Quality Measurements for Regional Hospitals
In January 2007, and for several months before, the Courier-Journal, Louisville’s principal newspaper, directed its readers to its “Web Extras” content. The print version headline promised: “Get the scoop on hospitals’ heart care” and states that the reader “can find out which hospitals do the best job treating heart attacks and heart failure.” The website link, still there as of this writing, is a special report in its business section. The link asks: “Do you know how your local hospital rates for heart care?” It promises that the reader will: “Find out in a Gannett News Service database which hospitals do the best job treating heart attacks and heart failure.” I (initially*) could not find local commentary or analysis in the Courier-Journal. The Louisville healthcare industry is otherwise obsessed with claims of “best” medical care and “highest” ratings. Because of my long-standing clinical and research interest in hospital quality and cost, I took a look. I was quite surprised and the average reader might be too.
The quality data presented come from the hospitals themselves and are collected, standardized, and compared by the US Department of Health and Human Services-- the people who give us Medicare. The Gannett Company’s analysis adds a reasonable summary of ten separate quality factors evaluating the treatment of heart attacks and heart failure. Even so, the information is presented in a way that makes it difficult to compare local hospitals directly. I put all their information for Louisville hospitals on one page to make it more usable to me, and perhaps to others. (Details of Gannett’s analysis and my summary will presented elsewhere on these pages.)
The quality scores of Louisville’s metropolitan area hospitals do not seem to reflect the way the hospitals advertise themselves. Kentucky as a state has lower quality scores than Indiana or the rest of the country. In Jefferson County itself, Baptist Hospital East and the Norton Hospitals were in the highest (of five) quality tiers for Kentucky hospitals, although not necessarily in the top tiers nationally. Jewish Hospital was in the second tier for treatment of heart attack, but only in the fourth tier for heart failure. University of Louisville Hospital was only average for the state in treatment of heart attack, but in the highest state tier for heart failure. St’s Mary and Elizabeth was at the state average for both conditions but only in the fourth tiers nationally.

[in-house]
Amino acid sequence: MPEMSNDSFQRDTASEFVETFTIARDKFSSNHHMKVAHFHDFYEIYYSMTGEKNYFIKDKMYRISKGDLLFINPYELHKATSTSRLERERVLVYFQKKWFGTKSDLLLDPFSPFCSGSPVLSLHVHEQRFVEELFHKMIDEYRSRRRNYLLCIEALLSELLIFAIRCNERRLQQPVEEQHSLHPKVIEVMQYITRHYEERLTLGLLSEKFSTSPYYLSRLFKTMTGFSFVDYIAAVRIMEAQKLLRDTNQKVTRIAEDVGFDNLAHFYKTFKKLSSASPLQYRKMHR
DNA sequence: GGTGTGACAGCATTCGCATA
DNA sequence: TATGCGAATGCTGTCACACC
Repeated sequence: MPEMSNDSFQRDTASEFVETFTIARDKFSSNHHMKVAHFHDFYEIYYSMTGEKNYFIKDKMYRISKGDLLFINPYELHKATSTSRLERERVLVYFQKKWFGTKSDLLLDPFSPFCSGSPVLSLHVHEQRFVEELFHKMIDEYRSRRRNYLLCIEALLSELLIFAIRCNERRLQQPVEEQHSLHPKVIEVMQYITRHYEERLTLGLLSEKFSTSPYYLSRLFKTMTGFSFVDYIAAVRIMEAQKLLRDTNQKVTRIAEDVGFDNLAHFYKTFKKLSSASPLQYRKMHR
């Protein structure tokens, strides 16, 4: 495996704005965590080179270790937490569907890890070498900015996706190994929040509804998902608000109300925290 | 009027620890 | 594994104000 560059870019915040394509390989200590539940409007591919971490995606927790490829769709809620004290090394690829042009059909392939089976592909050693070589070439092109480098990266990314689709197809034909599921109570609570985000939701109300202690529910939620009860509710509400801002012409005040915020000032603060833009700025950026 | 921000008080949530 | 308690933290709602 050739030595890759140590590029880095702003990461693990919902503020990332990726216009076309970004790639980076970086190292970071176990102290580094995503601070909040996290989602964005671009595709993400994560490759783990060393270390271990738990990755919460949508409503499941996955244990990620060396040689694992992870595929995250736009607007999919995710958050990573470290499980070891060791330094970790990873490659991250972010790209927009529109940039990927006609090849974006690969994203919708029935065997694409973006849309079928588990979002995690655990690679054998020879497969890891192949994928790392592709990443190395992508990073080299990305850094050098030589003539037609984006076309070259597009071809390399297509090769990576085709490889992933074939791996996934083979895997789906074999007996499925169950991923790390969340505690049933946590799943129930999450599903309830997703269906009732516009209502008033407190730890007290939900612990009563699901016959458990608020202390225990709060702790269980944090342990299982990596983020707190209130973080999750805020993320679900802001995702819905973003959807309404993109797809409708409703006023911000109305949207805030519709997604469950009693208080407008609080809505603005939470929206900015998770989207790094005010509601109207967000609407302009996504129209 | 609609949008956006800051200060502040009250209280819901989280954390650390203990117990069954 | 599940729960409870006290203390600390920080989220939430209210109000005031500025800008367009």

Some of the smaller regional hospitals did quite well, but the results were mixed. Jewish Hospital Shelbyville was in the top tier for heart attack and in the second state tier for heart failure. Clark Memorial was in the top tier nationally for heart attack, but fell to the lowest tier for heart failure! Baptist Hospital Northeast was only in the fourth state tier for heart attack, but in the second for heart failure. More outlying regional hospitals had similar mixed results. Hardin Memorial and Carroll County Hospitals had average to excellent ratings, while the Medical Center of Southern Indiana and Scott Memorial were in the lowest tiers for both conditions.
So, what should the reader of the Courier Journal or Louisville resident do with this information? Follow it? Ignore it? On the Gannett News Service website, impressive claims are made for the value of the information. The reader is told: “When it comes to treatment for heart attack or failure, your hospital choice makes a difference. Hospitals vary in how well they treat heart attacks and heart failure. With this report, you can find your best local care providers before heart problems strike.” Most observers, including me, would strongly agree with the first two claims. The last claim, that the data offered by Gannett and the Courier-Journal will help the public take advantage of the best hospitals for their personal cardiac care, is more open to analysis and discussion. I personally would not ignore the quality rankings, but neither would I follow them blindly as might to be suggested by the method of their offering. As you can imagine, none of this analysis is simple but I hope to elaborate in more detail on these pages in the weeks ahead. Louisville’s community will be well served by objective, complete, and verifiable disclosure of additional health care quality and cost measures. It is not well served by the profusion of marketing material now offered as a basis for making personal healthcare choices.Peter Hasselbacher, MD
*Addendum: After I posted this piece, I found an article from Sept. 30, 2006 in the Courier-Journal. In it many of the points of comparison above were also made. Hospitals were given an opportunity to comment. Predictably, hospitals that did well were proud of their effort. Some others tended to make excuses, devalue the measures, or hoped to do better in the future. The Federal database containing the results above has had two quarterly updates since then and is now current through March 2006. The newer results are of interest and will be presented later.